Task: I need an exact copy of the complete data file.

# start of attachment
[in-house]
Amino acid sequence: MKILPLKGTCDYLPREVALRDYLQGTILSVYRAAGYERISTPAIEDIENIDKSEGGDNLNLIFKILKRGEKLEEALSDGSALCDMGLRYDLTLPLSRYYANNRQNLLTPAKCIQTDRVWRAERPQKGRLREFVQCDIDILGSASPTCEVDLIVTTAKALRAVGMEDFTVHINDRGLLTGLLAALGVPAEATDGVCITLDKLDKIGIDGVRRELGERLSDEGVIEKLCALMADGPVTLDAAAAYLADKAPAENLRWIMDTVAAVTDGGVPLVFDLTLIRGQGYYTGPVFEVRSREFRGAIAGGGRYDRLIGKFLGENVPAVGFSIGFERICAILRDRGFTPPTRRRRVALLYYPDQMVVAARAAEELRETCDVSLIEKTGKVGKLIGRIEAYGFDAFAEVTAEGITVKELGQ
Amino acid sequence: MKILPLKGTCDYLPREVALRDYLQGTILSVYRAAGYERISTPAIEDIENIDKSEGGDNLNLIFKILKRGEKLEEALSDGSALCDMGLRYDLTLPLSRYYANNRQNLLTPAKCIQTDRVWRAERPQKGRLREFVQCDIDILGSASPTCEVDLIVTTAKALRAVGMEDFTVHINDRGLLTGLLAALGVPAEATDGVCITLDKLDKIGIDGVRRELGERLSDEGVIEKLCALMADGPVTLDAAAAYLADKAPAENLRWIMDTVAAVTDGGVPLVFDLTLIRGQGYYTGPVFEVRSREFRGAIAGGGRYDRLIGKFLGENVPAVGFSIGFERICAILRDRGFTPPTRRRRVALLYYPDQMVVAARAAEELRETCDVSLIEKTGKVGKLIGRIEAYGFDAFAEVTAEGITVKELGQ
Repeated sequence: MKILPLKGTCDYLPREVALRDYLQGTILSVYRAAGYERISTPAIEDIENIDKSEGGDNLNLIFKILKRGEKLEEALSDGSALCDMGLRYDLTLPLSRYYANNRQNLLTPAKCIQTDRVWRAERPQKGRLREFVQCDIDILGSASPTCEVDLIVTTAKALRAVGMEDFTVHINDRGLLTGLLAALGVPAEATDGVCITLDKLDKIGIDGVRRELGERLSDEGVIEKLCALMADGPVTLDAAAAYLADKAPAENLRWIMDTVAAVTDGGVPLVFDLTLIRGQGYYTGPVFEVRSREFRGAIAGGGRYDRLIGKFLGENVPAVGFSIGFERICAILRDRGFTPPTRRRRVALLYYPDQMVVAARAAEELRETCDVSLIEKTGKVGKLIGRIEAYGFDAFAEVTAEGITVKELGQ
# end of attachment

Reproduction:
[in-house]
Amino acid sequence: MKILPLKGTCDYLPREVALRDYLQGTILSVYRAAGYERISTPAIEDIENIDKSEGGDNLNLIFKILKRGEKLEEALSDGSALCDMGLRYDLTLPLSRYYANNRQNLLTPAKCIQTDRVWRAERPQKGRLREFVQCDIDILGSASPTCEVDLIVTTAKALRAVGMEDFTVHINDRGLLTGLLAALGVPAEATDGVCITLDKLDKIGIDGVRRELGERLSDEGVIEKLCALMADGPVTLDAAAAYLADKAPAENLRWIMDTVAAVTDGGVPLVFDLTLIRGQGYYTGPVFEVRSREFRGAIAGGGRYDRLIGKFLGENVPAVGFSIGFERICAILRDRGFTPPTRRRRVALLYYPDQMVVAARAAEELRETCDVSLIEKTGKVGKLIGRIEAYGFDAFAEVTAEGITVKELGQ
Amino acid sequence: MKILPLKGTCDYLPREVALRDYLQGTILSVYRAAGYERISTPAIEDIENIDKSEGGDNLNLIFKILKRGEKLEEALSDGSALCDMGLRYDLTLPLSRYYANNRQNLLTPAKCIQTDRVWRAERPQKGRLREFVQCDIDILGSASPTCEVDLIVTTAKALRAVGMEDFTVHINDRGLLTGLLAALGVPAEATDGVCITLDKLDKIGIDGVRRELGERLSDEGVIEKLCALMADGPVTLDAAAAYLADKAPAENLRWIMDTVAAVTDGGVPLVFDLTLIRGQGYYTGPVFEVRSREFRGAIAGGGRYDRLIGKFLGENVPAVGFSIGFERICAILRDRGFTPPTRRRRVALLYYPDQMVVAARAAEELRETCDVSLIEKTGKVGKLIGRIEAYGFDAFAEVTAEGITVKELGQ
Repeated sequence: MKILPLKGTCDYLPREVALRDYLQGTILSVYRAAGYERISTPAIEDIENIDKSEGGDNLNLIFKILKRGEKLEEALSDGSALCDMGLRYDLTLPLSRYYANNRQNLLTPAKCIQTDRVWRAERPQKGRLREFVQCDIDILGSASPTCEVDLIVTTAKALRAVGMEDFTVHINDRGLLTGLLAALGVPAEATDGVCITLDKLDKIGIDGVRRELGERLSDEGVIEKLCALMADGPVTLDAAAAYLADKAPAENLRWIMDTVAAVTDGGVPLVFDLTLIRGQGYYTGPVFEVRSREFRGAIAGGGRYDRLIGKFLGENVPAVGFSIGFERICAILRDRGFTPPTRRRRVALLYYPDQMVVAARAAEELRETCDVSLIEKTGKVGKLIGRIEAYGFDAFAEVTAEGITVKELGQ